Both the Palisade Planning Commission and the Palisade Board of Trustees recently approved a resolution and an ordinance that were needed to rezone property at the request of the property owners, Robert and Leslie Shaw, 3715 G Road. An additional variance on a property line was also granted. After hearings in front of the planning commission on Monday, May 4, recommendations were made to the trustees to approve all three requests at their regularly scheduled meeting on Tuesday, May 12.

Planning Commission hearings

At their regular monthly meeting on May 4, the Planning Commission held three public hearings on the Shaw property request. The meeting, held in the Civic Center meeting room, was also the first for new Planning Commissioner Rick Gibson, filling the vacancy left by the resignation of Roger Rawlings in March.

Considered first was a request for a preliminary plat for the property located at 3715 and 3715 ½ G Road. There are currently two separate homes on the property, and the owner is asking for the property to be split into two legal lots for the residences, and a third lot to include the existing peach orchard. The third lot has a dogleg down the east side of Lot 2 to give access from the orchard to the frontage road, as well as access in the event of future development of the orchard.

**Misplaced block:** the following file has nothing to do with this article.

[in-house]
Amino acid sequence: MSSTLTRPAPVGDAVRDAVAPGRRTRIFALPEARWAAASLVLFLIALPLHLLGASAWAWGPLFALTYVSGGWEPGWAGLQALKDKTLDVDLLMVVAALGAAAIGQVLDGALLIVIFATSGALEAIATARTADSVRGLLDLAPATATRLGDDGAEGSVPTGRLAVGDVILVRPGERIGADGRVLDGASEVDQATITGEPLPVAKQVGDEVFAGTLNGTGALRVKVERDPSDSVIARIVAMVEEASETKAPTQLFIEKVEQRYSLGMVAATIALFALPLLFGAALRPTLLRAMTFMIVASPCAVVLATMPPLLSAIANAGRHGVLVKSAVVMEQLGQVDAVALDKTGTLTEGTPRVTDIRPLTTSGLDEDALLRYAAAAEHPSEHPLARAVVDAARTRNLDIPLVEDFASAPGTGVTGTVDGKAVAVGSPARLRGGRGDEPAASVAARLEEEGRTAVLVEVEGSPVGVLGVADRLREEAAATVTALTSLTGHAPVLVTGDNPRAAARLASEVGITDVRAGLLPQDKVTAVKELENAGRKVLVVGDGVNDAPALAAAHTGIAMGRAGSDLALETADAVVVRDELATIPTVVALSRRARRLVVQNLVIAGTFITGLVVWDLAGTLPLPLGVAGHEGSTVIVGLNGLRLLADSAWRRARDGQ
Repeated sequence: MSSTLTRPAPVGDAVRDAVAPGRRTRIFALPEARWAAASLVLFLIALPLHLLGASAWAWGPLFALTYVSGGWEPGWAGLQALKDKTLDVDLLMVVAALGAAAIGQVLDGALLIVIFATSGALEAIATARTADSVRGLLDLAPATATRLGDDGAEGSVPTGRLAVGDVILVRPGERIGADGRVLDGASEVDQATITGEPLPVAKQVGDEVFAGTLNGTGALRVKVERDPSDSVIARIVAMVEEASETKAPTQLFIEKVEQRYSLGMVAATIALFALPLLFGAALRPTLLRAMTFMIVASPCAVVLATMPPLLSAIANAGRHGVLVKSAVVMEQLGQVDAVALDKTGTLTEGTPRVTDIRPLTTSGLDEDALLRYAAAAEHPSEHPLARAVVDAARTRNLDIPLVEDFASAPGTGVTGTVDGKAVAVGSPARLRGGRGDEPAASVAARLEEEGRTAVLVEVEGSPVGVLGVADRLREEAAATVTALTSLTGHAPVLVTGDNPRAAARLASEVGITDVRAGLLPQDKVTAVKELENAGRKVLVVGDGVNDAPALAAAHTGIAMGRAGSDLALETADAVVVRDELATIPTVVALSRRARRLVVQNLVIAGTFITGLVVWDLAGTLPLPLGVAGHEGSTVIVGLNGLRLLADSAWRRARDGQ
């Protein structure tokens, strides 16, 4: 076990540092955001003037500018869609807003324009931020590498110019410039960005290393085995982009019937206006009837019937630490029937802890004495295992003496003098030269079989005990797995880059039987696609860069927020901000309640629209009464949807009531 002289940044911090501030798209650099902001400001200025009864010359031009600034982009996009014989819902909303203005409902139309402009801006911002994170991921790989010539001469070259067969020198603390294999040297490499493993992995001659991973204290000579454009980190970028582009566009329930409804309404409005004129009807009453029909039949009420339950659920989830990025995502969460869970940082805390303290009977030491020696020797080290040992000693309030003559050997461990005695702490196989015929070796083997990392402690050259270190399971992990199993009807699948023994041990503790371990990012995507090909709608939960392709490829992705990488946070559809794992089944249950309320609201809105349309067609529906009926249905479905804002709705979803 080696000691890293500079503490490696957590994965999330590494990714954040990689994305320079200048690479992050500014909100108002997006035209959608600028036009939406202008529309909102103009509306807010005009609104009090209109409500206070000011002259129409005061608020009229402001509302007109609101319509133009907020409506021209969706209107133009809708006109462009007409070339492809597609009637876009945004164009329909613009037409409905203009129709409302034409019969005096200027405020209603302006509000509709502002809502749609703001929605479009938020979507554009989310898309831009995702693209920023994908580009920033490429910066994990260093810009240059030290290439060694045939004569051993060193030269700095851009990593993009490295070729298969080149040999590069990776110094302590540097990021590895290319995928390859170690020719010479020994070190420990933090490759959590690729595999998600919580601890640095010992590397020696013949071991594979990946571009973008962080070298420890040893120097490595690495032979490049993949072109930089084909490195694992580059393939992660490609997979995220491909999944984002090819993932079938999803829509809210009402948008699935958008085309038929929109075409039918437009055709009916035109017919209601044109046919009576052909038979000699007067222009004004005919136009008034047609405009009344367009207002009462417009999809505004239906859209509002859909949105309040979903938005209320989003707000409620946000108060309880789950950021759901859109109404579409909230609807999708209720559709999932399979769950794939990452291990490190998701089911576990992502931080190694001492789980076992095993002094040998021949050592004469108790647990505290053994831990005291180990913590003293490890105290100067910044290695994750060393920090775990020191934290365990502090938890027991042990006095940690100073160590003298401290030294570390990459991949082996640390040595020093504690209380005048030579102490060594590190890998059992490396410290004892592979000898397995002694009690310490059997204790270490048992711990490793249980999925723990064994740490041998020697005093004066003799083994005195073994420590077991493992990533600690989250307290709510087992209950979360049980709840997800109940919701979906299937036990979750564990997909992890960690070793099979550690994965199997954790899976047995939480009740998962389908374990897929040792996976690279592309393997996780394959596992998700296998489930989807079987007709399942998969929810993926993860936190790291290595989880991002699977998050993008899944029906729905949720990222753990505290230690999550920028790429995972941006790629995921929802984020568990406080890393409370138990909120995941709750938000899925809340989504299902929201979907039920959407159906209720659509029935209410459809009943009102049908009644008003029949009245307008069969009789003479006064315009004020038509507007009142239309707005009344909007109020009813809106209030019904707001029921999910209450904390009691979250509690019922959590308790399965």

According to Community Development Director Ron Quarles, the properties meet all required specifications of Palisade’s Land Development Code for sub-dividing. Mr. Shaw was asked for a comment, and explained that the purpose of separating the lots was for future planning and possible land transfers, to be able to sell one property separate from the others, if desired. He currently has no plans to develop the orchard land, but plans to continue to grow peaches at this time. Lot 3, the current peach orchard, does include an easement along the southern end for possible joining to Rodeo Drive, should the orchard ever be developed into housing.

Staff recommendation was for approval, and after a short discussion, planning commission members recommended approval of the plat unanimously.